The future of head coaches often has less to do with records than you may think.
Dwane Casey learned that the hard way a year ago, after guiding the Toronto Raptors to the best regular-season record in the Eastern Conference at 59-23. Ironically, he was voted the Coach of Year, but only after the team’s front office fired him after his squad was swept out of the second round.
Just days ago, the Kings fired Dave Joerger, a head coach who led Sacramento to its best record in 13 years at 39-43 and replaced him with Luke Walton – a recently fired coach whose team finished with a worse record this season and who had an identical record to Joerger during each’s three-year spans with their former teams. Even Tyronn Lue, who brought Cleveland its first pro sports title in 52 years less than three years ago, was given just six games in the post-LeBron James era before being shown the door.
Often, it has much, much more to do with relationships. So, now that the Pelicans have hired a new Executive Vice President of Basketball Operations in David Griffin, what does that mean for the team’s head coach Alvin Gentry, who has a worse overall winning percentage with the team than seven of the 13 coaches who have been fired over the past two years?
For one, Gentry doesn’t plan on spending a second worrying about his job security.
“I don’t worry about things I can’t control,” he said. “I’m going to do everything I possibly can and work as hard as I possibly can until they tell me I’m not the coach anymore.
“That’s the way I’ve approached it with any job I’ve ever been in. I feel like I’m the coach, and I’m going to be the coach until they tell me otherwise.”
Though it came under former general manager Dell Demps, the Pelicans front office liked what they saw in Gentry’s progress with the team enough less than a year ago to sign the journeyman head coach to a two-year extension after picking up his option for this past season. After his first two seasons in New Orleans that were ravaged in injuries, he took a healthy, revamped roster to a 48-34 regular-season mark and the second round of the playoffs. Entering this year, and even through the first fifth of the season, the Pelicans’ fourth-year head coach expected nothing different.
In five games in the starting lineup together, Elfrid Payton, Jrue Holiday, E’Twaun Moore, Anthony Davis and Nikola Mirotic went 5-0.
But after the team took a hard left turn that involved more injury woes and the drama of Davis’ public trade demand with 32 games left in the season, events out of his own control took too large a toll on his roster.
“You can whine and complain, which doesn’t get anything done, or you can try to find solutions, and I tried to do that,” Gentry said of this season. “No matter who we were playing or who we had healthy or who we put out there, we could always give ourselves a chance to win games.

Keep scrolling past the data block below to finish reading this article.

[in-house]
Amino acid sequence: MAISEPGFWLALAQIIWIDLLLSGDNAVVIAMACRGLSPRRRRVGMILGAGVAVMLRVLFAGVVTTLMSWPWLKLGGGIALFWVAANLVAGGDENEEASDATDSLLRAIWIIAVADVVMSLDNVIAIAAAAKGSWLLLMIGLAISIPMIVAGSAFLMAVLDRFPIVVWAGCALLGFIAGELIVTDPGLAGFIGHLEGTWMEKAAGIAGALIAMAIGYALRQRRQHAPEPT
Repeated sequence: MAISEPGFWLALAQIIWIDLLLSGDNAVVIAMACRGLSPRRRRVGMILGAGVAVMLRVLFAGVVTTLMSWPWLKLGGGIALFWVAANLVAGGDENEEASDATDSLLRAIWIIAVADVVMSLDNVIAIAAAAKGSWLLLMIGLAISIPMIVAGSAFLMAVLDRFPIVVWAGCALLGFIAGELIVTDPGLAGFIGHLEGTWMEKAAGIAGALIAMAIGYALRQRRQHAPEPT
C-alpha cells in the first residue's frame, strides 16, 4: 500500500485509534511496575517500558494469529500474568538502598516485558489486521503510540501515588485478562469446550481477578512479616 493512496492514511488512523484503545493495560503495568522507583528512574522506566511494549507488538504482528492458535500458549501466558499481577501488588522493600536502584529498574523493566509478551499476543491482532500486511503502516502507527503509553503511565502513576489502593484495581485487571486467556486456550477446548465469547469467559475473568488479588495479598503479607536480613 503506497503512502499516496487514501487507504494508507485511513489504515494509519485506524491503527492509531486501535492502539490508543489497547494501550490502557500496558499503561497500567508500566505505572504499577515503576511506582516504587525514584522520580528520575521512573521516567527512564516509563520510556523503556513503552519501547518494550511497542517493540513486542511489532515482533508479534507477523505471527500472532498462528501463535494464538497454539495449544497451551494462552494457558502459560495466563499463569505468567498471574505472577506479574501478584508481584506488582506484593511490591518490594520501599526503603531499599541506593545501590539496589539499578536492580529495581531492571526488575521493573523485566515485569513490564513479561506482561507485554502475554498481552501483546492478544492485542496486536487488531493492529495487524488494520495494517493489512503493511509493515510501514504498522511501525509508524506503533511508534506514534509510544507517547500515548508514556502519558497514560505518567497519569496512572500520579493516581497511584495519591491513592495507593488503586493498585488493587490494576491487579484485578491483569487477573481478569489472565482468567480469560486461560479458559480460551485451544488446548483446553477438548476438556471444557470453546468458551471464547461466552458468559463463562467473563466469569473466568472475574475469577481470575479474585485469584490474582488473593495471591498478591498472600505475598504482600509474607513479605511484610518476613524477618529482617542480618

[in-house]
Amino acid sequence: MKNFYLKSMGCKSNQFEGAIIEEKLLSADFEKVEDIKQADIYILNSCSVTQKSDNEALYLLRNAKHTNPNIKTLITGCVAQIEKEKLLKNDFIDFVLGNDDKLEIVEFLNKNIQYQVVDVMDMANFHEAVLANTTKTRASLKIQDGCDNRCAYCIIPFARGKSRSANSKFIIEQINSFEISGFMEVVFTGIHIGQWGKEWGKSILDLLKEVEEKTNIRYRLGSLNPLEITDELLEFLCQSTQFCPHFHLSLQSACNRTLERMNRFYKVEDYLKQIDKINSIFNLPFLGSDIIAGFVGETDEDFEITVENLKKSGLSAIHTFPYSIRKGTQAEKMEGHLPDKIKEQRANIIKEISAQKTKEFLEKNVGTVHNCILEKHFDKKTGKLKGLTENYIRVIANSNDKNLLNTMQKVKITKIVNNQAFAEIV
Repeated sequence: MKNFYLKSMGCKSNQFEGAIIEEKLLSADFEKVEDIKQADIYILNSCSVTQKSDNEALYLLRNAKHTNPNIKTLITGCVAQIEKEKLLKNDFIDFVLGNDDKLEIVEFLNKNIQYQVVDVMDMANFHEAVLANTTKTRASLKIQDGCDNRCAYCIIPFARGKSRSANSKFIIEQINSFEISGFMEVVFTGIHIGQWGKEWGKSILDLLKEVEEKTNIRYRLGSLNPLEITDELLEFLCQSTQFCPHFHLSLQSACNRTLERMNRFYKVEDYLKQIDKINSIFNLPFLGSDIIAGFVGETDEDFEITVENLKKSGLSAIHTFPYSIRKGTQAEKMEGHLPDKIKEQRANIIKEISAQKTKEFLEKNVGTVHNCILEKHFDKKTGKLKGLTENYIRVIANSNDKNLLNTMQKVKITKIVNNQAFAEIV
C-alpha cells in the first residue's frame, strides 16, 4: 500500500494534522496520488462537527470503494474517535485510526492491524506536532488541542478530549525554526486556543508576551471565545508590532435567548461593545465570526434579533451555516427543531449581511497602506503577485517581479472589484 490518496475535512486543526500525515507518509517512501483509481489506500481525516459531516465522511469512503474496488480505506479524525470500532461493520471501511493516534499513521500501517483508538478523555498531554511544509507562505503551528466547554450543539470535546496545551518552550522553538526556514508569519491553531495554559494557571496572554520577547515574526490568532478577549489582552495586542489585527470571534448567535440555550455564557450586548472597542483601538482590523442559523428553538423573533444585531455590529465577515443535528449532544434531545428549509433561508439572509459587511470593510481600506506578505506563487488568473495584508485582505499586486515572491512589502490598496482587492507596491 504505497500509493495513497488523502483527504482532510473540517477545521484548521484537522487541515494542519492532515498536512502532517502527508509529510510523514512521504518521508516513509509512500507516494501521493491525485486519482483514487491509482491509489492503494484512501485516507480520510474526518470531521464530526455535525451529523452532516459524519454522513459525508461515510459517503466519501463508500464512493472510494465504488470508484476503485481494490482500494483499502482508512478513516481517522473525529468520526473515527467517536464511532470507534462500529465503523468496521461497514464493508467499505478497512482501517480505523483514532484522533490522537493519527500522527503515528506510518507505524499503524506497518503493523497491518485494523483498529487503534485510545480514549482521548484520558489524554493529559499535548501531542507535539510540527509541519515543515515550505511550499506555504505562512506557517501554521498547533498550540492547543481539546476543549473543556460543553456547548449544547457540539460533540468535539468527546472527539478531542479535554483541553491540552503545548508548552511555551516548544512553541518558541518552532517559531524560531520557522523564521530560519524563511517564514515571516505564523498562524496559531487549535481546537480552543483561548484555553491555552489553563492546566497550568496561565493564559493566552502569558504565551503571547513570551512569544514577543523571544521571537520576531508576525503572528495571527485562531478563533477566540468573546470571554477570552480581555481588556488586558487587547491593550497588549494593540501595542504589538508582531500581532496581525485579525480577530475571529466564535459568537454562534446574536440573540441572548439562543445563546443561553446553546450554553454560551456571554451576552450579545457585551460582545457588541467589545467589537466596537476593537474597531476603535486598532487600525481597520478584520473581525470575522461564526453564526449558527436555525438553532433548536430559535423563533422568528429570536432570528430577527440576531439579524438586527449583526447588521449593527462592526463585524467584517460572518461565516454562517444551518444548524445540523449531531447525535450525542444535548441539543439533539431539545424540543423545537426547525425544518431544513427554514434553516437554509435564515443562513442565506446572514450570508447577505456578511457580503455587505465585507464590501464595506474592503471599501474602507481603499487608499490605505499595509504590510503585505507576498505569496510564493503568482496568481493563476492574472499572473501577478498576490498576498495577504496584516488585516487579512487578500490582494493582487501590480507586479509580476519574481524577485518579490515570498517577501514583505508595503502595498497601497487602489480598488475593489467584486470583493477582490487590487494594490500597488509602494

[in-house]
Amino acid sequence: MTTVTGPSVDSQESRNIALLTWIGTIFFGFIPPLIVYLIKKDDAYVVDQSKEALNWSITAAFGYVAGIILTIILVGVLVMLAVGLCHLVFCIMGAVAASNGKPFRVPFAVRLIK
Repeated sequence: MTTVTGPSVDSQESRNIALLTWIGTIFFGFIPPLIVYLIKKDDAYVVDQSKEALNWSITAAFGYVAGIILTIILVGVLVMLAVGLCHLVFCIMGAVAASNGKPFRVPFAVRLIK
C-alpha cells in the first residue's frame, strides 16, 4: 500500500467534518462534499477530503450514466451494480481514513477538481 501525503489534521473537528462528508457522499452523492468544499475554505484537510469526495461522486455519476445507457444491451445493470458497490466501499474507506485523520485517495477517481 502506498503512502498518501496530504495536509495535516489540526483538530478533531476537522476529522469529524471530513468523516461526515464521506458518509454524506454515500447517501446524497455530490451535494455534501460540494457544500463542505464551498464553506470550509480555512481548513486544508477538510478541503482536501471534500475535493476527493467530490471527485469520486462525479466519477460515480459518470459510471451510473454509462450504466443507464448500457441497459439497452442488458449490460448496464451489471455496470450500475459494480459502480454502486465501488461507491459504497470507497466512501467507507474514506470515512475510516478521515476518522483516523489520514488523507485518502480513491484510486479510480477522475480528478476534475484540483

“You’ve got to do the best you can and have guys play as hard as they can. … If they do that, I think you can accept that.”
Griffin now holds the future of the team in his hands, and even before free agency opens and the trade talks again heat up in the stakes for Davis, the new front office member will have to decide the fate of the team’s head coach.
The two do hold some history that bodes well for Gentry, who took over as the Phoenix Suns’ head coach in Griffin’s final season as Phoenix’s Senior Vice President of Basketball Operations. That year, the Suns finished with the fifth-best record in the league at 54-28 and made the Western Conference Finals.
Gentry did confirm that Pelicans' owner Gayle Benson did include him in some of the team’s conversations about the search that ended with Griffin’s hiring, indicating the likelihood of the coach sticking around to coach under the team’s new regime.
That would be the hope of Holiday, the team’s new cornerstone and the only player who is currently under contract beyond this upcoming season.
“I think the way he handled everything, the way he handled the locker room, he was the ultimate professional,” Holiday said.
Additionally, Holiday, who said he favors the front office avoiding a complete rebuild over the coming years, said he appreciates Gentry’s positivity and confidence in both his individual players and his team, after guaranteeing the Pelicans would make the playoffs next year immediately after the season-ending loss to the Warriors.
“I feel like you can speak things into existence, so having that positive energy out there is very important,” he said. “I feel like he puts guys in positions for the most part to be successful and lets us play. There are some coaches that you feel like are kinda holding you back as a player.
“But he’s always been a partner instead of a dictator. For professionals like ourselves in the locker room, we really respect that.”